Desire Marea and Fela Gucci are the duo behind FAKA, a cultural platform from the heart of South Africa whose primary goal is to create alternative representations of black queer identity. Given that the notion of gender is heavily influenced by Western culture, FAKA defend that African identities in general are queer, because they don't conform to the same patterns.
FAKA's artistic activism is modelled on the anti-apartheid cultural movement, but also employs strategies from advertising and pop culture. Although the duo work with all kinds of media (texts, photography, performance...), they mainly use music, drawing on sources ranging from queer hip hop (Mikky Blanco, Lelf, House of Ladosha...) to nineties South African afropop (Branda Fassie, Boom Shaka...) and local genres such as gqom.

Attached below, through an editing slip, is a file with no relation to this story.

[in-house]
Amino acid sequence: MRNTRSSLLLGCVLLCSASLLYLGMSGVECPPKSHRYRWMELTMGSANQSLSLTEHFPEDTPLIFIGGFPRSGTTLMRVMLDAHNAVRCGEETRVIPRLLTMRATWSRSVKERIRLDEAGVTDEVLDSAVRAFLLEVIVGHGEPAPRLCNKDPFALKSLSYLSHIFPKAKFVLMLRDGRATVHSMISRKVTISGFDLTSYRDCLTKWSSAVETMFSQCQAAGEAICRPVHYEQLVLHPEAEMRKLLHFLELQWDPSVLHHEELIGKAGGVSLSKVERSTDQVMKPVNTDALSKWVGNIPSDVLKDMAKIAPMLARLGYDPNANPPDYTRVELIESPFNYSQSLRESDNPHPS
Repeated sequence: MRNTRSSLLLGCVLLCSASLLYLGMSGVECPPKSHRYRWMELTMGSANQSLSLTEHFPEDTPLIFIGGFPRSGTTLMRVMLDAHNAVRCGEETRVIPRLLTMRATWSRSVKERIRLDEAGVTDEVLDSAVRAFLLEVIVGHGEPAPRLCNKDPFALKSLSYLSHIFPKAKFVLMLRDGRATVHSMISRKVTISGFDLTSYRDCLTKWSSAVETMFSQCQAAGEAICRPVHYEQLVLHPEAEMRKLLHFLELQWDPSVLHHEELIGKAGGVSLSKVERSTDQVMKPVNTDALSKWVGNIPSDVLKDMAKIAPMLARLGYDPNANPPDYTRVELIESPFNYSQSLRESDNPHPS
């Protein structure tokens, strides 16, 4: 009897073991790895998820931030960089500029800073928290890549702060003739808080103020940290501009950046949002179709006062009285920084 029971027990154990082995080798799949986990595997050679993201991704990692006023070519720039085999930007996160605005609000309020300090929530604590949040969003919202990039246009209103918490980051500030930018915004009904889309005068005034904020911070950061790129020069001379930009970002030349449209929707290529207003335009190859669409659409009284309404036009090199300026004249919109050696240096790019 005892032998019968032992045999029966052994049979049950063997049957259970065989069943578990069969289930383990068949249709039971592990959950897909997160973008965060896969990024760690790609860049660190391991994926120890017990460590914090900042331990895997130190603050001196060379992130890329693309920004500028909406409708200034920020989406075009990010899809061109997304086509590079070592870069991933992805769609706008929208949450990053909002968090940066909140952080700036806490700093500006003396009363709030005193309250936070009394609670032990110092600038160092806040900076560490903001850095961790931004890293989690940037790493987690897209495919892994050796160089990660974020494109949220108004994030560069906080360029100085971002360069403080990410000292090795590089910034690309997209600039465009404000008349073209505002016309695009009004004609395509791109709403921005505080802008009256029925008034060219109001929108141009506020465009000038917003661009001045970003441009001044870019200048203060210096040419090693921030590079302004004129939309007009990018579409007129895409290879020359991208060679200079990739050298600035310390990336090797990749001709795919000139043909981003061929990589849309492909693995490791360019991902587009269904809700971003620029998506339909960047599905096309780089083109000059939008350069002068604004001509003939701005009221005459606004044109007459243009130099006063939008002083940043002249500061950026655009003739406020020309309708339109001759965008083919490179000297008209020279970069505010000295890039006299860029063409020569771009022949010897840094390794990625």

Out of these influences, FAKA generate highly complex cultural products in which voguing intersects South African cruising spots, reality shows, gender theory, and gospel hymns. Aside from their capacity to absorb and mix cultural codes from very different fields, FAKA manage to be combative without sacrificing vulnerability in their fight for civil rights.
Desire Marea and Fela Gucci talk about performing masculinity and self-policing, vulnerability, Siyakaka feminism, South African pop culture in the 90s, racialised queer bodies, music as a medium and dealing with contradictions.
03:30 Queer Africa
10:35 Family matters
17:11 Homophobia and misogyny in South Africa
24:18 Language matters
29:23 South African pop culture in the 90s
31:07 Brenda Fassie
36:40 The Factory
44:05 The body as a medium